Whenever people who are not Asian American tell me I have lots of privilege, I would like that credit to go into my microaggression account. Thanks to my reality as a biracial Asian American woman in the U.S., the weight of microaggressions can sometimes overpower my usually healthy sense of self and place in the world, and I head into what I call my spiral of despair. I have to go read Asian American or Latin@ or Native American feminists to pull myself out of the emotional quagmire. I have to remind myself that I’m not alone.
I have the spent the past couple of months cycling between rage and indifference at Amy Chua, the co-author of The Triple Package: How Three Unlikely Traits Explain the Rise and Fall of Cultural Groups in America and the author of Battle Hymn of the Tiger Mother. I’ve been mad because I think her work does not deserve the attention it is getting. I’m mad because I think no amount of cultural gumption will ever overcome systemic discrimination based on race, class, and citizenship, but the latest book by Chua and her husband gives people reasons to overlook discrimination and accuse groups of people of not having the right cultural “stuff.”
But mostly I’m mad because I think what she has done is given more fodder to the model minority myth, driving a wedge between groups who could gain more by working together, but instead play right into the divide and conquer tactics practiced by the system of power and privilege we know as U.S. racism. This latest book just expands and makes more specific the number of groups who get deemed “superior” due to their culture. And I should be clear I am mad at Amy Chua herself. Yes, AT her. Not at her husband. Because as a woman of color, I think she should know better.
Hello, Model Minority stereotyping. I haven’t been able to escape you since the 1960s.* Have you heard of this? This is one of racism’s finest achievements: the capacity to dupe everyone into thinking that certain minority racial or cultural groups are just inherently superior, regardless of the amount of structural racism facing those groups, and regardless of what the actual data show. This has been so successful that not only do white people often believe it—
“Oh, you Asian Americans are doing just fine. Look at how high your household income is!”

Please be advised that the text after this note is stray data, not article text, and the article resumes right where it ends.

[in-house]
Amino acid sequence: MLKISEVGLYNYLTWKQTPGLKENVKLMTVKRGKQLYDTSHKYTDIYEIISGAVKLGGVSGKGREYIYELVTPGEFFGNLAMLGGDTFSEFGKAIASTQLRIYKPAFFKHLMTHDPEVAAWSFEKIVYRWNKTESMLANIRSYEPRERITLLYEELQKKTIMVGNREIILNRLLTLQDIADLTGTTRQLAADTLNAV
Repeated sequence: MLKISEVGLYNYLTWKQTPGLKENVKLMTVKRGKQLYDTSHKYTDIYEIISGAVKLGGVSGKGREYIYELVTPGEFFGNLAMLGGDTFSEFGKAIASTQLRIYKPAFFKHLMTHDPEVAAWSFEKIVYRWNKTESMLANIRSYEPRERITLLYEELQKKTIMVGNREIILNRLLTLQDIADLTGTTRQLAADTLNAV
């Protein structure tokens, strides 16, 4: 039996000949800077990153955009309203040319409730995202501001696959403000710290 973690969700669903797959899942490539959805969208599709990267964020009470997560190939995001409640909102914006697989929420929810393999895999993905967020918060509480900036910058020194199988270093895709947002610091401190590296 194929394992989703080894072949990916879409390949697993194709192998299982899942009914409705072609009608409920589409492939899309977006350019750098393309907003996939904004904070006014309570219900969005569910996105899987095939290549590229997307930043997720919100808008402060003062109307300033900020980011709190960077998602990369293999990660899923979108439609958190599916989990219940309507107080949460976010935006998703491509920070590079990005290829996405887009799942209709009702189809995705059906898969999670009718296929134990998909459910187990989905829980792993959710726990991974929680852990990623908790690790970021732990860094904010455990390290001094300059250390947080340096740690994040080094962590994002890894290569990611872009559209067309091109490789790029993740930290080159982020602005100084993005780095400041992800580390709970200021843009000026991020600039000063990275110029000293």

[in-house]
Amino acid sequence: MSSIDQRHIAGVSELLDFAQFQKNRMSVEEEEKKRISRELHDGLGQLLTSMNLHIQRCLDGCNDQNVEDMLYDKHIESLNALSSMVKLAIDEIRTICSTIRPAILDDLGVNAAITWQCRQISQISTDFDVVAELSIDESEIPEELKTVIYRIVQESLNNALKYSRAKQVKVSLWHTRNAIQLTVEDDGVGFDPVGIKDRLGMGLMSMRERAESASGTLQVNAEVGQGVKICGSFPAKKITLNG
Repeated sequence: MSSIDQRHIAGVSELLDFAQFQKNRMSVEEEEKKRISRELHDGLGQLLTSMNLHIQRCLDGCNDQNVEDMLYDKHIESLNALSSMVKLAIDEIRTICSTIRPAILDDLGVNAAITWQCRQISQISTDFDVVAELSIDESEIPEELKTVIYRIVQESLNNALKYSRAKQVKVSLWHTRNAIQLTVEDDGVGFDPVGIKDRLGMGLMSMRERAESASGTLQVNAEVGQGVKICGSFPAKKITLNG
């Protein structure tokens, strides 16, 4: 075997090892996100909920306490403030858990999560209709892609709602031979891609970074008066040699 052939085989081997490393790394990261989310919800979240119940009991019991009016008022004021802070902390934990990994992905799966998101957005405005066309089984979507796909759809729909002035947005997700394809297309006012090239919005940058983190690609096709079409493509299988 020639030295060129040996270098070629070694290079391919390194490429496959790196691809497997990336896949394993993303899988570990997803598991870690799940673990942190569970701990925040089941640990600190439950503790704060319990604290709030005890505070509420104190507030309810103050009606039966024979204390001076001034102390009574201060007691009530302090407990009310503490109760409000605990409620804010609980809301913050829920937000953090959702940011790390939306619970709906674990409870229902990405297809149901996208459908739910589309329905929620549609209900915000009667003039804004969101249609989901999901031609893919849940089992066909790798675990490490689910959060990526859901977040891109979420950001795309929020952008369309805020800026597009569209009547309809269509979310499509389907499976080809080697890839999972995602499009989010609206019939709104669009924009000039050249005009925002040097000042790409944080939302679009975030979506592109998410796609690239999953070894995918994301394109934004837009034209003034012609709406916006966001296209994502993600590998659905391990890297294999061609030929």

Implication: Racism is over for you!
Implication: You are just so much better than those other people of color, who won’t stop whining about their oppression. Let’s unite against other brown people, even though you’re never getting that promotion.
And the real success? People of color believe it! Too many Asian Americans are totally cool with the Model Minority stereotype:
“At least it’s a positive stereotype.” (I’ve actually had that conversation.)
So do other people of color:
“Asians.” (snort) “Privilege.”
“What we really need to focus on are the needs of African descendants.”
It’s true. When 18millionrising began and hosted a Twitter conversation using the hashtag @NotYourAsianSidekick, it opened the door for other Twitter users to begin posting using the hashtag #AsianPrivilege. Some of the Asian American participants didn’t help, and responded by lashing out against other communities. While we people of color are in a corner busily accusing each other of having privilege, or being blatantly bigoted, or trying to explain how the data obscure the realities of racism and discrimination, the system of racism that privileges white people is having a party in the middle of the room. This, my friends, is not the Olympics. The only winner is the system.
What the black-white binary does is limit the conversation, narrows our analytical lens, and leads to an incomplete organizing strategy. The Model Minority Myth plays into this binary by marginalizing the fastest-growing racial group from the discussion, and isolates distinct communities of people of color from one another. That’s right: Asian Pacific Americans aren’t black. (I have been accused of not being black. It’s true. I’m not.) And by not being black, we are divided from our African-descent brothers and sisters. The binary and the Myth mean the organizing power of people of color is divided, and we end up primarily relating with white people instead of with one another.
This is exhausting.
I feel exhausted, because now I have the sense that I need to go through an actual data breakdown to prove that Asian Americans should be in this conversation, along with Latin@s and Native Americans. I would like to walk away from this conversation, but I won’t. If I walk away, the system wins again.
So instead of playing into the black-white binary, let’s try something else. Let’s try learning one another’s stories. Instead of comparing our puny pieces of the American story, or the amount of visibility or power or economic influence we have, let’s take a step back to look at the whole picture. Let’s try to determine how we add our collective power and stories together to fight a dehumanizing and bloodthirsty system. Let’s figure out what Native American sovereignty has in common with immigration and criminal justice reform.
* In the 1960s, the narrative emerged that certain immigrant and other minority groups, primarily Asian Americans, were doing great, over and against other distinct communities of people of color.